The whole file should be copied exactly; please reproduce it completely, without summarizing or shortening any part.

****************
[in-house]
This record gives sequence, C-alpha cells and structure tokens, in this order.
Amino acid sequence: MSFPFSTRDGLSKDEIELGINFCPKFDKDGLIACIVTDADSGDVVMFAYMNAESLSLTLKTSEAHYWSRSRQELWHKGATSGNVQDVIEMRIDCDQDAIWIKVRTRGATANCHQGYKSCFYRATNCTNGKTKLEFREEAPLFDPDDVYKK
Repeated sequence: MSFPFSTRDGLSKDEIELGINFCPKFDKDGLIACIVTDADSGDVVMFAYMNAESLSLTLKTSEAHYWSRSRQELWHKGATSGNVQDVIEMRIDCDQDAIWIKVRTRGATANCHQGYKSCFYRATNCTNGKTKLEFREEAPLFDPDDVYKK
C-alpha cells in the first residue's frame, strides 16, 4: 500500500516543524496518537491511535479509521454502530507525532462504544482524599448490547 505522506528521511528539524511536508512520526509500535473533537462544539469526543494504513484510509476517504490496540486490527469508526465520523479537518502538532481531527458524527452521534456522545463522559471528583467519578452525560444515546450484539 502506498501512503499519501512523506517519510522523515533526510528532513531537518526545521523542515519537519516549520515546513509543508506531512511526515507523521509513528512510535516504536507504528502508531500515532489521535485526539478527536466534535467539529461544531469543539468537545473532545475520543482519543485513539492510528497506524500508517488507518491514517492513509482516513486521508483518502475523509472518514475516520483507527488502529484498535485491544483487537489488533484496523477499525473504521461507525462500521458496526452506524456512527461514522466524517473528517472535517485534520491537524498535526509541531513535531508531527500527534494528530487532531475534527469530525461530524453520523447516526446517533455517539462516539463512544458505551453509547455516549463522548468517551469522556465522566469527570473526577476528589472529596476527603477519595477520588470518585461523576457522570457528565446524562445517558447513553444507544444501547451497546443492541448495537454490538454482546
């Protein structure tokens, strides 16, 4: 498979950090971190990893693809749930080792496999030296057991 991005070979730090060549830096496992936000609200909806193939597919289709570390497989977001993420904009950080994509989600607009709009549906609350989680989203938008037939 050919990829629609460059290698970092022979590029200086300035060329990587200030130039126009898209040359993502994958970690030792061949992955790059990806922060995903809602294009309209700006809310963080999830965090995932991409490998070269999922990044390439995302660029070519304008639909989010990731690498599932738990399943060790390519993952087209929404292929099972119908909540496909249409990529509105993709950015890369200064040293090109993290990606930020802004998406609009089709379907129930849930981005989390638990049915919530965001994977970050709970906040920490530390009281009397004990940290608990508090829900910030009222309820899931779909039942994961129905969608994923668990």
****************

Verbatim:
[in-house]
This record gives sequence, C-alpha cells and structure tokens, in this order.
Amino acid sequence: MSFPFSTRDGLSKDEIELGINFCPKFDKDGLIACIVTDADSGDVVMFAYMNAESLSLTLKTSEAHYWSRSRQELWHKGATSGNVQDVIEMRIDCDQDAIWIKVRTRGATANCHQGYKSCFYRATNCTNGKTKLEFREEAPLFDPDDVYKK
Repeated sequence: MSFPFSTRDGLSKDEIELGINFCPKFDKDGLIACIVTDADSGDVVMFAYMNAESLSLTLKTSEAHYWSRSRQELWHKGATSGNVQDVIEMRIDCDQDAIWIKVRTRGATANCHQGYKSCFYRATNCTNGKTKLEFREEAPLFDPDDVYKK
C-alpha cells in the first residue's frame, strides 16, 4: 500500500516543524496518537491511535479509521454502530507525532462504544482524599448490547 505522506528521511528539524511536508512520526509500535473533537462544539469526543494504513484510509476517504490496540486490527469508526465520523479537518502538532481531527458524527452521534456522545463522559471528583467519578452525560444515546450484539 502506498501512503499519501512523506517519510522523515533526510528532513531537518526545521523542515519537519516549520515546513509543508506531512511526515507523521509513528512510535516504536507504528502508531500515532489521535485526539478527536466534535467539529461544531469543539468537545473532545475520543482519543485513539492510528497506524500508517488507518491514517492513509482516513486521508483518502475523509472518514475516520483507527488502529484498535485491544483487537489488533484496523477499525473504521461507525462500521458496526452506524456512527461514522466524517473528517472535517485534520491537524498535526509541531513535531508531527500527534494528530487532531475534527469530525461530524453520523447516526446517533455517539462516539463512544458505551453509547455516549463522548468517551469522556465522566469527570473526577476528589472529596476527603477519595477520588470518585461523576457522570457528565446524562445517558447513553444507544444501547451497546443492541448495537454490538454482546
């Protein structure tokens, strides 16, 4: 498979950090971190990893693809749930080792496999030296057991 991005070979730090060549830096496992936000609200909806193939597919289709570390497989977001993420904009950080994509989600607009709009549906609350989680989203938008037939 050919990829629609460059290698970092022979590029200086300035060329990587200030130039126009898209040359993502994958970690030792061949992955790059990806922060995903809602294009309209700006809310963080999830965090995932991409490998070269999922990044390439995302660029070519304008639909989010990731690498599932738990399943060790390519993952087209929404292929099972119908909540496909249409990529509105993709950015890369200064040293090109993290990606930020802004998406609009089709379907129930849930981005989390638990049915919530965001994977970050709970906040920490530390009281009397004990940290608990508090829900910030009222309820899931779909039942994961129905969608994923668990």